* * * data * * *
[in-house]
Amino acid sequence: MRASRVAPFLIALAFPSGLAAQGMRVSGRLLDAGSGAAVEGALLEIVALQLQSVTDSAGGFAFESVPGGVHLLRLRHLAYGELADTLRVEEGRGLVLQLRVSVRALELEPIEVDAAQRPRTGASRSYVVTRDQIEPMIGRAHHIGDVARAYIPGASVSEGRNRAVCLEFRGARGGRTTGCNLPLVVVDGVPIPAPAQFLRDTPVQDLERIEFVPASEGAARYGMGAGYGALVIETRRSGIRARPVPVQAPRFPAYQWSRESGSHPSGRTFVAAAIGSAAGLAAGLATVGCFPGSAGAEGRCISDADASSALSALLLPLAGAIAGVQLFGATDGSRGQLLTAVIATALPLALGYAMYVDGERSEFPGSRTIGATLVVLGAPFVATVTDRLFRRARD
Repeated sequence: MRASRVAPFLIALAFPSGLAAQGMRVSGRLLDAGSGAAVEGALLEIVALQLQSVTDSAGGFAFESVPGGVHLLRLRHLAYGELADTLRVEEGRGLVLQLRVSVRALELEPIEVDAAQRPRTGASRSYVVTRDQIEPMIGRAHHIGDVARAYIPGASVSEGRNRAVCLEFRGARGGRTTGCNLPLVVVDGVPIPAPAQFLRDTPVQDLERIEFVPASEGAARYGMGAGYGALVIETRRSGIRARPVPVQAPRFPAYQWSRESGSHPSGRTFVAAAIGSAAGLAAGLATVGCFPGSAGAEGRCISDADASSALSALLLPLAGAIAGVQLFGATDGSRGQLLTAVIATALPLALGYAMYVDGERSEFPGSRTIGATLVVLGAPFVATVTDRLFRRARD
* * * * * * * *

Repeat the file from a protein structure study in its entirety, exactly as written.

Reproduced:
[in-house]
Amino acid sequence: MRASRVAPFLIALAFPSGLAAQGMRVSGRLLDAGSGAAVEGALLEIVALQLQSVTDSAGGFAFESVPGGVHLLRLRHLAYGELADTLRVEEGRGLVLQLRVSVRALELEPIEVDAAQRPRTGASRSYVVTRDQIEPMIGRAHHIGDVARAYIPGASVSEGRNRAVCLEFRGARGGRTTGCNLPLVVVDGVPIPAPAQFLRDTPVQDLERIEFVPASEGAARYGMGAGYGALVIETRRSGIRARPVPVQAPRFPAYQWSRESGSHPSGRTFVAAAIGSAAGLAAGLATVGCFPGSAGAEGRCISDADASSALSALLLPLAGAIAGVQLFGATDGSRGQLLTAVIATALPLALGYAMYVDGERSEFPGSRTIGATLVVLGAPFVATVTDRLFRRARD
Repeated sequence: MRASRVAPFLIALAFPSGLAAQGMRVSGRLLDAGSGAAVEGALLEIVALQLQSVTDSAGGFAFESVPGGVHLLRLRHLAYGELADTLRVEEGRGLVLQLRVSVRALELEPIEVDAAQRPRTGASRSYVVTRDQIEPMIGRAHHIGDVARAYIPGASVSEGRNRAVCLEFRGARGGRTTGCNLPLVVVDGVPIPAPAQFLRDTPVQDLERIEFVPASEGAARYGMGAGYGALVIETRRSGIRARPVPVQAPRFPAYQWSRESGSHPSGRTFVAAAIGSAAGLAAGLATVGCFPGSAGAEGRCISDADASSALSALLLPLAGAIAGVQLFGATDGSRGQLLTAVIATALPLALGYAMYVDGERSEFPGSRTIGATLVVLGAPFVATVTDRLFRRARD